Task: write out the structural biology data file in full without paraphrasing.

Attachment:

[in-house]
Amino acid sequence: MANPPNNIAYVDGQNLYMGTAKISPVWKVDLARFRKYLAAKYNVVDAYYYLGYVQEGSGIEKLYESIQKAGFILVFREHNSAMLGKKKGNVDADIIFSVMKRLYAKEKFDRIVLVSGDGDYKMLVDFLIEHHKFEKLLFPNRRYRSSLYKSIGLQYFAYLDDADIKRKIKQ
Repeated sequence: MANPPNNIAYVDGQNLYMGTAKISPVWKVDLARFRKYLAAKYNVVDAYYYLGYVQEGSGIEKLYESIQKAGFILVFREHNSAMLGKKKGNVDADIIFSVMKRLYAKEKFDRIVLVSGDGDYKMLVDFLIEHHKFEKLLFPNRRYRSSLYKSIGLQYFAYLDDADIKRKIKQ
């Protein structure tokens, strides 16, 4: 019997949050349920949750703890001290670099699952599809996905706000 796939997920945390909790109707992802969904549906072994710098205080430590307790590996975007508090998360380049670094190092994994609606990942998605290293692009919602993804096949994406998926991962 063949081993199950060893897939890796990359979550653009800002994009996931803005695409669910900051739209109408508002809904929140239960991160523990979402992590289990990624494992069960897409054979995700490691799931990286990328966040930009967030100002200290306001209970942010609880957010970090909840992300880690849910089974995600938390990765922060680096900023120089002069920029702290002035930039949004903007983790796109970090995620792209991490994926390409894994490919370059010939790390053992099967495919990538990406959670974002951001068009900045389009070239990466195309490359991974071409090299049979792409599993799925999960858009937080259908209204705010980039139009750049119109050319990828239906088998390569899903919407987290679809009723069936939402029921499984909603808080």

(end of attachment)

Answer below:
[in-house]
Amino acid sequence: MANPPNNIAYVDGQNLYMGTAKISPVWKVDLARFRKYLAAKYNVVDAYYYLGYVQEGSGIEKLYESIQKAGFILVFREHNSAMLGKKKGNVDADIIFSVMKRLYAKEKFDRIVLVSGDGDYKMLVDFLIEHHKFEKLLFPNRRYRSSLYKSIGLQYFAYLDDADIKRKIKQ
Repeated sequence: MANPPNNIAYVDGQNLYMGTAKISPVWKVDLARFRKYLAAKYNVVDAYYYLGYVQEGSGIEKLYESIQKAGFILVFREHNSAMLGKKKGNVDADIIFSVMKRLYAKEKFDRIVLVSGDGDYKMLVDFLIEHHKFEKLLFPNRRYRSSLYKSIGLQYFAYLDDADIKRKIKQ
């Protein structure tokens, strides 16, 4: 019997949050349920949750703890001290670099699952599809996905706000 796939997920945390909790109707992802969904549906072994710098205080430590307790590996975007508090998360380049670094190092994994609606990942998605290293692009919602993804096949994406998926991962 063949081993199950060893897939890796990359979550653009800002994009996931803005695409669910900051739209109408508002809904929140239960991160523990979402992590289990990624494992069960897409054979995700490691799931990286990328966040930009967030100002200290306001209970942010609880957010970090909840992300880690849910089974995600938390990765922060680096900023120089002069920029702290002035930039949004903007983790796109970090995620792209991490994926390409894994490919370059010939790390053992099967495919990538990406959670974002951001068009900045389009070239990466195309490359991974071409090299049979792409599993799925999960858009937080259908209204705010980039139009750049119109050319990828239906088998390569899903919407987290679809009723069936939402029921499984909603808080």